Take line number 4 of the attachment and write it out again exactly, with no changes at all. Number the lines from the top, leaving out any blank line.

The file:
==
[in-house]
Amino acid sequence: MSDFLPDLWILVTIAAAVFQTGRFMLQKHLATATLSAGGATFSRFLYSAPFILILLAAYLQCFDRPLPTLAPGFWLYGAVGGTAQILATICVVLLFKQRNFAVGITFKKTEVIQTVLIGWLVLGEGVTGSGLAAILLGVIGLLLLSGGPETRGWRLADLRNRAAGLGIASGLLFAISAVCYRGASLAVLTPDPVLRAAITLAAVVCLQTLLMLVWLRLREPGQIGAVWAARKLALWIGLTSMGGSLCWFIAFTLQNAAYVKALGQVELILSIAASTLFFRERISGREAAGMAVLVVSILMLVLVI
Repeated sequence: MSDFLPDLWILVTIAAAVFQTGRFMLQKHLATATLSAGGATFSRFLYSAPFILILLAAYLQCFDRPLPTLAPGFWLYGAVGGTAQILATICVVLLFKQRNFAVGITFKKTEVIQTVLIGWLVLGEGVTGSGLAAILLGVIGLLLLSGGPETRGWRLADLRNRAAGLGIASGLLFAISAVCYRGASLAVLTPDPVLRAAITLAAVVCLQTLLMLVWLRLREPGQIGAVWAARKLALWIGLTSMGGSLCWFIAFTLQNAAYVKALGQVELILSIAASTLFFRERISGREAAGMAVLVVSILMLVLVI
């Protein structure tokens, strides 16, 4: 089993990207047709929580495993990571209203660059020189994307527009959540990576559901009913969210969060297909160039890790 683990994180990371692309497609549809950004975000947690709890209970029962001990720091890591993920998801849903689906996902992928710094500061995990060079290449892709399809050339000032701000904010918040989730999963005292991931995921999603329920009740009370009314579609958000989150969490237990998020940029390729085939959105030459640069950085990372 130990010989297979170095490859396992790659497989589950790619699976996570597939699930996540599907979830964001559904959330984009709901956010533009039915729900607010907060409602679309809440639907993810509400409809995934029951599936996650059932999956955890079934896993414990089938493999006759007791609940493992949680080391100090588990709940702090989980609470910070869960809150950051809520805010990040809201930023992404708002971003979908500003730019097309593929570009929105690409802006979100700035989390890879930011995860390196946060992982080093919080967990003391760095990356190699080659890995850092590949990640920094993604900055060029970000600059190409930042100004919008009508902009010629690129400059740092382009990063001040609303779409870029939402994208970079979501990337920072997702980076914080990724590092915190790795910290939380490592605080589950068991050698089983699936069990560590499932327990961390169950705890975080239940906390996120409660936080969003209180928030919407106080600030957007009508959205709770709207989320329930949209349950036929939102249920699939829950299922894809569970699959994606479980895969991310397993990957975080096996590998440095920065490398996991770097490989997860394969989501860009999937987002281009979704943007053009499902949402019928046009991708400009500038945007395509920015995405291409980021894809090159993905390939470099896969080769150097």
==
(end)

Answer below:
């Protein structure tokens, strides 16, 4: 089993990207047709929580495993990571209203660059020189994307527009959540990576559901009913969210969060297909160039890790 683990994180990371692309497609549809950004975000947690709890209970029962001990720091890591993920998801849903689906996902992928710094500061995990060079290449892709399809050339000032701000904010918040989730999963005292991931995921999603329920009740009370009314579609958000989150969490237990998020940029390729085939959105030459640069950085990372 130990010989297979170095490859396992790659497989589950790619699976996570597939699930996540599907979830964001559904959330984009709901956010533009039915729900607010907060409602679309809440639907993810509400409809995934029951599936996650059932999956955890079934896993414990089938493999006759007791609940493992949680080391100090588990709940702090989980609470910070869960809150950051809520805010990040809201930023992404708002971003979908500003730019097309593929570009929105690409802006979100700035989390890879930011995860390196946060992982080093919080967990003391760095990356190699080659890995850092590949990640920094993604900055060029970000600059190409930042100004919008009508902009010629690129400059740092382009990063001040609303779409870029939402994208970079979501990337920072997702980076914080990724590092915190790795910290939380490592605080589950068991050698089983699936069990560590499932327990961390169950705890975080239940906390996120409660936080969003209180928030919407106080600030957007009508959205709770709207989320329930949209349950036929939102249920699939829950299922894809569970699959994606479980895969991310397993990957975080096996590998440095920065490398996991770097490989997860394969989501860009999937987002281009979704943007053009499902949402019928046009991708400009500038945007395509920015995405291409980021894809090159993905390939470099896969080769150097």